Dr. Baldwin, the director of Maddie's Shelter Medicine Program at the Iowa State University College of Veterinary Medicine, showed the images during a workshop on the impact of substandard housing on the welfare of companion animals. And she talked about the need for veterinarians to collaborate with state veterinarians, VMAs, humane organizations, and the public to improve animal shelters and to combat neglect and abuse by animal hoarders and unscrupulous breeders.
"We have to open our eyes and see what is happening," Dr. Baldwin said.
Veterinarians attending the workshop on substandard housing and the welfare of companion animals also talked about circumstances they had seen in their home states. One veterinarian talked about rescued horses that were virtually unhandled and nearly feral under their new owners; another about 400 cats kept in one 1,200-square-foot animal shelter; and a third, about the recent dehydration and starvation deaths of animals left unattended in a shelter.
Dr. Baldwin urged veterinarians to push for answers when they have clients who, for example, consistently bring in different animals with various medical conditions and refuse to say how many pets they own. VMA executive directors may be the best contacts when veterinarians need assistance, she said, but she also encouraged colleagues to have a voice in local animal welfare organizations and know the identities of their states' animal cruelty prevention officers.
"In spite of a daunting fiscal year, our successes in providing quality programs and services to our members have been numerous and impressive."
—DR. LARRY R. CORRY, AVMA PRESIDENT
AVMA President Larry R. Corry says the Association is strengthening
the veterinary profession despite the economic downturn.
At another of the conference workshops, Kim Kishbaugh, assistant director of electronic communications in the AVMA Communications Division, elaborated on best practices for using social media.
Social media—a category of sites that are based on user participation and user-generated content—means conversation, dialogue, sharing, collaboration, and community.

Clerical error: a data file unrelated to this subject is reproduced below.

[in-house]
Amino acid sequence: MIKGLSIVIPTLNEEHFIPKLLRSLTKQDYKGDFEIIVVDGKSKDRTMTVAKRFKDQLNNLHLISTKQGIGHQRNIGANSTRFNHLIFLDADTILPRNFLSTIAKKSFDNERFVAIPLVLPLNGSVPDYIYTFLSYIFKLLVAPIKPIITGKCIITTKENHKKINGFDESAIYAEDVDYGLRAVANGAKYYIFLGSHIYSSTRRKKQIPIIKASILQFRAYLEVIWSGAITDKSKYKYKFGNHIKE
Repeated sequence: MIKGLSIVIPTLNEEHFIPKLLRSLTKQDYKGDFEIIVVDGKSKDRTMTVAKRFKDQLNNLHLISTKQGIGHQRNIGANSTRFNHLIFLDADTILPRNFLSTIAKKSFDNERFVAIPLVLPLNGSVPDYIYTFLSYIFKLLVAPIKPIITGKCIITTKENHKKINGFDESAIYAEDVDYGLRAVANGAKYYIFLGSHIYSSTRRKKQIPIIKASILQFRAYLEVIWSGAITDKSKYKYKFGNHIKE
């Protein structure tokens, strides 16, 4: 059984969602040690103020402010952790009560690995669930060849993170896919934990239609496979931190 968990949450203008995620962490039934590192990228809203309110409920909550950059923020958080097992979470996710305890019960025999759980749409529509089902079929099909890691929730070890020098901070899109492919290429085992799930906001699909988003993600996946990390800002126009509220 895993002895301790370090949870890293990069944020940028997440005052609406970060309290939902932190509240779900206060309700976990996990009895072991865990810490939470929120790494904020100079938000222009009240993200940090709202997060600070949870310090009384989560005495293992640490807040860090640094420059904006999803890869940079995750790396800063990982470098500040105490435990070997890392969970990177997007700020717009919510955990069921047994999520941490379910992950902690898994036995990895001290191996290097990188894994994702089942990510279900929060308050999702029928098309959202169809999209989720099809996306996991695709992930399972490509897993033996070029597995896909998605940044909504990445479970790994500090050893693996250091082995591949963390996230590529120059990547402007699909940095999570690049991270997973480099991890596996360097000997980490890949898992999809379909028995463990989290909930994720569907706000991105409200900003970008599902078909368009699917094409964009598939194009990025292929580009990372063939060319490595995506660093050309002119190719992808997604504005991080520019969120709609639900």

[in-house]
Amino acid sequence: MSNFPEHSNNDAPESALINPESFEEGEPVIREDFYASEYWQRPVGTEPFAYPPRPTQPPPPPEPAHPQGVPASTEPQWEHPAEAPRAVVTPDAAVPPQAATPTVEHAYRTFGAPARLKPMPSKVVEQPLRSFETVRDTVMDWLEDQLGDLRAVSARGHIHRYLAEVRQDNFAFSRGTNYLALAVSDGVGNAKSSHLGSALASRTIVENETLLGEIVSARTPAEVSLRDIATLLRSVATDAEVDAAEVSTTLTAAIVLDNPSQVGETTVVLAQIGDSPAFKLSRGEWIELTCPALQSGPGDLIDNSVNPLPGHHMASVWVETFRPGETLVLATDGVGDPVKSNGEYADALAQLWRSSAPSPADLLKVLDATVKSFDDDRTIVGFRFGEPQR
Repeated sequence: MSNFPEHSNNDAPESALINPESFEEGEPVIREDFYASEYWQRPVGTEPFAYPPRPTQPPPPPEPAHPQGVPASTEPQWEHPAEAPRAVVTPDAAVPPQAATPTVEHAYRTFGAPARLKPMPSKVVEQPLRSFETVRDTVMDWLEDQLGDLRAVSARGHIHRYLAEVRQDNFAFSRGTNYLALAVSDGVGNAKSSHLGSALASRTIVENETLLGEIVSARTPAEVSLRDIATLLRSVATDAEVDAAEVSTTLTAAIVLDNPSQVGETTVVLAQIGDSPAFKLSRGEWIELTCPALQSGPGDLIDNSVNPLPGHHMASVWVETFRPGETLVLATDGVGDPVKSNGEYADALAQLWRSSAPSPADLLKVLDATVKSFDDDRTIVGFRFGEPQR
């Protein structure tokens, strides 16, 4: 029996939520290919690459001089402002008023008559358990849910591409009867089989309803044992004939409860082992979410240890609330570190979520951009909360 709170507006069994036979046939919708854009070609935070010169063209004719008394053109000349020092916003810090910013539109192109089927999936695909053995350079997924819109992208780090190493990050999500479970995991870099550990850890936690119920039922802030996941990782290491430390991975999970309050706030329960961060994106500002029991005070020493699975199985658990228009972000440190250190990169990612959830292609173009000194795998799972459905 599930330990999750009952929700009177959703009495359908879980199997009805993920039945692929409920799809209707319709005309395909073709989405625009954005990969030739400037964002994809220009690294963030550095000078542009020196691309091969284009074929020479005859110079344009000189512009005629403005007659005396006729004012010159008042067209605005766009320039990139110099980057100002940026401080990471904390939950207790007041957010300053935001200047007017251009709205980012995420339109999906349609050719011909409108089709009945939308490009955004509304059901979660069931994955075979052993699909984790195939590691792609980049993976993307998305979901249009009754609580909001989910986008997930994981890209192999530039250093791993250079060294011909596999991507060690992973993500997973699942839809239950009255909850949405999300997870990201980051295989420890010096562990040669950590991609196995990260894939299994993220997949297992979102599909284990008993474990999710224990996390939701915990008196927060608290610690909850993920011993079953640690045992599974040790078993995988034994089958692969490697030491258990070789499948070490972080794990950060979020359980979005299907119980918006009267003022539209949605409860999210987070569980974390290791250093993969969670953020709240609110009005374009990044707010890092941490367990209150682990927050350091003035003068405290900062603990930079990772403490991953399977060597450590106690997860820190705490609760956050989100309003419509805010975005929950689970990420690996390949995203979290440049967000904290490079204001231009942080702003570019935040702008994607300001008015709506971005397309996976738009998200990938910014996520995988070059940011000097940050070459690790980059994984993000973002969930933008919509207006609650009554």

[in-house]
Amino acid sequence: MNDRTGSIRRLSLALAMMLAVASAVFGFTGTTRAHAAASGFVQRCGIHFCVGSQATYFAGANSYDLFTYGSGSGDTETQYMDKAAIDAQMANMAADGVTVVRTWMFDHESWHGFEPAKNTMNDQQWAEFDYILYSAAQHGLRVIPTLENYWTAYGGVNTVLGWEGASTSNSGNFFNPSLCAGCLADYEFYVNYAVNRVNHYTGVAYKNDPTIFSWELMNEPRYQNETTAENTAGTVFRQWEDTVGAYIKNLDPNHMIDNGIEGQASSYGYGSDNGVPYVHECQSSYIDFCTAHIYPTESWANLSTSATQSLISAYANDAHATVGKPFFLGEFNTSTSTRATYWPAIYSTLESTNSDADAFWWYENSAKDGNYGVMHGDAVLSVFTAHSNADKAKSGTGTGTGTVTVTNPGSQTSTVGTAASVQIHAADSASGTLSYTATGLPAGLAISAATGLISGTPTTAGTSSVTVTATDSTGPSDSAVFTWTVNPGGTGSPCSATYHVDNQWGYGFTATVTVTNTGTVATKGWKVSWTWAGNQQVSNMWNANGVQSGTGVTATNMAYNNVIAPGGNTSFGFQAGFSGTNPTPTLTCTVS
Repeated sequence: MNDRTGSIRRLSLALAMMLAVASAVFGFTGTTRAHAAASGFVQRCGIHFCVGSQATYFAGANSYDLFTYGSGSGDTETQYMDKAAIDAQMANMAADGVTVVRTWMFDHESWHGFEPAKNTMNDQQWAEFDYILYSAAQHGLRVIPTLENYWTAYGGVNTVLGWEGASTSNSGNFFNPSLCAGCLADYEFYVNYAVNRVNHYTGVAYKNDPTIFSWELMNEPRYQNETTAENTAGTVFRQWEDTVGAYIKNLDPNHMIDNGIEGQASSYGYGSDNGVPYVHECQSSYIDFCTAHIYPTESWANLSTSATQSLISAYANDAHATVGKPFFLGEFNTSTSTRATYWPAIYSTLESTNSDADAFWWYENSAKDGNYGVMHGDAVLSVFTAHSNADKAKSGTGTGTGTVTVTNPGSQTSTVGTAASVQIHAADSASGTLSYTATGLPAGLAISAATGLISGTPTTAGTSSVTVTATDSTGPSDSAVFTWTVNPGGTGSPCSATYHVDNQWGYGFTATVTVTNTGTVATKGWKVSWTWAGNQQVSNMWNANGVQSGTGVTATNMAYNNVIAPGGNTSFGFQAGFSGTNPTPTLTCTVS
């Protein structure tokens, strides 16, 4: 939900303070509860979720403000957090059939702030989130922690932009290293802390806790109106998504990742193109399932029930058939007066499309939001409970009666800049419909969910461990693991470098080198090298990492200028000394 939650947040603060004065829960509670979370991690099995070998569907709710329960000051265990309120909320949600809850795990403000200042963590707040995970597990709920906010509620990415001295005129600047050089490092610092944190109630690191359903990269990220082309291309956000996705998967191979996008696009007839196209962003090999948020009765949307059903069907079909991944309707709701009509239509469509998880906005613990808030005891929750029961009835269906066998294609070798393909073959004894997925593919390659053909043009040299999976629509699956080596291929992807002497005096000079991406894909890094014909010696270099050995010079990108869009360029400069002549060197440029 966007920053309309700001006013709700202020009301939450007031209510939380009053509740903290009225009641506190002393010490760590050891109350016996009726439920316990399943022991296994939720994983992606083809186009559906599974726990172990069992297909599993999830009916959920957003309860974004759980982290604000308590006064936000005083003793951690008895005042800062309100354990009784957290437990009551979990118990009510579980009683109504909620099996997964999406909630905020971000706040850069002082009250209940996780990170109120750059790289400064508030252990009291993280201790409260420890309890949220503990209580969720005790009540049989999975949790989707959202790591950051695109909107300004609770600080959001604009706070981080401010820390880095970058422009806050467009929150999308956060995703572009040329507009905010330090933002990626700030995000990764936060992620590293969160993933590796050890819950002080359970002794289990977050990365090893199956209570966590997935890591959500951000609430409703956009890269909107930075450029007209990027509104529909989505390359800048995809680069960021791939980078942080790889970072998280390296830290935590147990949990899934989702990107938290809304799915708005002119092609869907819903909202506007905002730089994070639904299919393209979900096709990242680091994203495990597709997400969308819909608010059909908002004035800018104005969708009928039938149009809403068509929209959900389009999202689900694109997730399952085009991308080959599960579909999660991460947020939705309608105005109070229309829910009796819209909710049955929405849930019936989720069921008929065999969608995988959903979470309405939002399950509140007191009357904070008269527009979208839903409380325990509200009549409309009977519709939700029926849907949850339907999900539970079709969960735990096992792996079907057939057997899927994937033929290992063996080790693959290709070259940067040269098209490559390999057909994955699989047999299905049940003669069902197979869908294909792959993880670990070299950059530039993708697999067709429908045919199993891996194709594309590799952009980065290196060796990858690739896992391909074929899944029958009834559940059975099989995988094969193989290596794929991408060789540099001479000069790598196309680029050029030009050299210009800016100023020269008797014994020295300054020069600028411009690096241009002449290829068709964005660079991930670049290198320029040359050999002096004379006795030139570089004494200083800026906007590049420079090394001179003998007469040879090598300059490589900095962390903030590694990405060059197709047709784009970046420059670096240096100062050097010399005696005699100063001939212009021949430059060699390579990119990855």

"You have to be ready for that when you delve into it," Kishbaugh said.
Common concerns about starting to take part in social media for professional purposes include losing control over branding, dealing with negative comments, and not having the time or resources to manage it properly.
Kishbaugh said, essentially, control has already been lost through the very existence of social media, but embracing these tools can offer a way to regain some of that control. It also allows organizations to directly answer detractors.
She also said that for many organizations, the move into social media is inevitable, regardless of whether the organization decides it is necessary. "If you don't create it, someone else will. There are that many people out there who know and like (your organization). Someone will eventually do it," Kishbaugh said.
She advocates for organizations to develop a two-part communications strategy before stepping into Web 2.0—a term used to describe a new generation of Web services and applications with an increasing emphasis on human collaboration.
The first step, Kishbaugh said, is defining the organization's communications needs and goals on the basis of the organization's overall strategic goals. The second step is determining where social media can help achieve those goals.
An organization can start by simply listening to and monitoring online activity such as by searching for its name on Twitter, Google, or Facebook. Other easy ways to enter the Web 2.0 universe are to create a Twitter account to start "following" other people or groups or to comment on a blog. In time, organizations can do more as time and resources allow, such as starting their own Twitter feed or Facebook page or creating their own blog.
"Don't be afraid to make mistakes," she said. "It will get you more familiar with the platform and give you ideas of how to use it."
Other workshops addressed advocacy for the profession, work and home life balance, and leadership skills.
Michael Staver of the Staver Group delivered the closing keynote address, "Leadership Isn't for Cowards," about pitfalls to avoid and steps to take for effective leadership. He said the three pitfalls of leaders are the need to be right, the need to be in control, and the need to be all things to all people.
An effective leader must accept circumstances as they are, take responsibility, take action, acknowledge progress, commit to lifelong learning, and kindle new relationships, Staver said.